Yesterday I read that Roy Halladay had changed the grip on his changeup and was throwing it more often (hat tip to Calcaterra on this one). Before this year Halladay held the ball in his palm when throwing a changeup, but during the offseason he worked with pitching coach Rich Dubee and changed to using a split-finger grip. Let’s see whether we can pick up the difference in the pitchf/x data. I think it is clearest in velocity-vertical spin deflection (vertical movement) space.
Definitely a difference: the changeup has about the same velocity but instead of rising about five inches it now drops a couple of inches. The horizontal movement on the pitch is also different.
So the different grip imparts different movement on the pitch, so I think it is fair to say it is a qualitatively different pitch. And Halladay is throwing the pitch more often. As is noted in the article, before 2010 Halladay was pretty much a three-pitch pitcher (cutter, sinker and curve — three great pitches), rarely throwing his change more than 5% of the time. But now he is throwing the change almost 12% of the time. It seems he is much more comfortable with it.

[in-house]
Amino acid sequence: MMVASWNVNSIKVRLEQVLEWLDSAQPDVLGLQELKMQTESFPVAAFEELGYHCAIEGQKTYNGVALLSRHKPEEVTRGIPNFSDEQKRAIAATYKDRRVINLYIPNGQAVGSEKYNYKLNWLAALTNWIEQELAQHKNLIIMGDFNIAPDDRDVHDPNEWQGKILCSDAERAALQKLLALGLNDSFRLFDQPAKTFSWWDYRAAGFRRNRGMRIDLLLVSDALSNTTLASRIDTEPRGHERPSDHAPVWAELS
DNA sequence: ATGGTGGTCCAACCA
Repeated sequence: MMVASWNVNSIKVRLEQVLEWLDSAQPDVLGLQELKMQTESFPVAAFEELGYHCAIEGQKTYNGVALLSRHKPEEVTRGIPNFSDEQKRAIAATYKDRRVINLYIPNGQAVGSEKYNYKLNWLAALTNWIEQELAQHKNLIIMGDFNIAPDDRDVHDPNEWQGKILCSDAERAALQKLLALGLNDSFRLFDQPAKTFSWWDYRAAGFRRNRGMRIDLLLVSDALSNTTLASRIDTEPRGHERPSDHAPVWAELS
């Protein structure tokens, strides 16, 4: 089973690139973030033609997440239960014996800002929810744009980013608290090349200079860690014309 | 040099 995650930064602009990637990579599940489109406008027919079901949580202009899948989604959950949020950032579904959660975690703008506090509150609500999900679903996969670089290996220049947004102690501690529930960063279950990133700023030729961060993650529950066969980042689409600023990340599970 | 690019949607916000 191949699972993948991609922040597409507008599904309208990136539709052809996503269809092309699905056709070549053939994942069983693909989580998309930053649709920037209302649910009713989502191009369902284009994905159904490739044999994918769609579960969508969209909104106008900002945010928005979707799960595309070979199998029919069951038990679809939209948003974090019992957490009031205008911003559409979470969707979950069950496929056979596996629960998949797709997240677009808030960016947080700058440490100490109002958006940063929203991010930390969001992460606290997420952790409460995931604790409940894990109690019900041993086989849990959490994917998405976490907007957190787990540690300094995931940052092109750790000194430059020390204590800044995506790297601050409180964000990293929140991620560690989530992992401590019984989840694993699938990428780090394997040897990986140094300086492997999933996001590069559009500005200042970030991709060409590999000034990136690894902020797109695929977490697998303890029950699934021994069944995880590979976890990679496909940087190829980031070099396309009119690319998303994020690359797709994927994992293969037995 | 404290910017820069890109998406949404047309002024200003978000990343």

The results show that Halladay has good reason to be more comfortable with the pitch. By our linear weights it is worth 1.5 runs per 100, much better than his changeups in any full year before. Looking at components, the pitch is wildly more successful, getting 19% swinging strikes per pitch in 2010 compared to 6% in 2009-2007 (pitchf/x years). It also gets more ground balls (57% GB/BIP versus 55%) and a lower slugging on contact ( 0.452 bases/contact versus 0.505).
Looking at Halladay’s pitch-count splits, he uses the pitch often when he is ahead in the count. So it looks like he has developed a second out pitch — along with his curve — to put batters away when he is ahead in the count. As Calcaterra noted, it is not like Halladay needed another weapon, but he has one.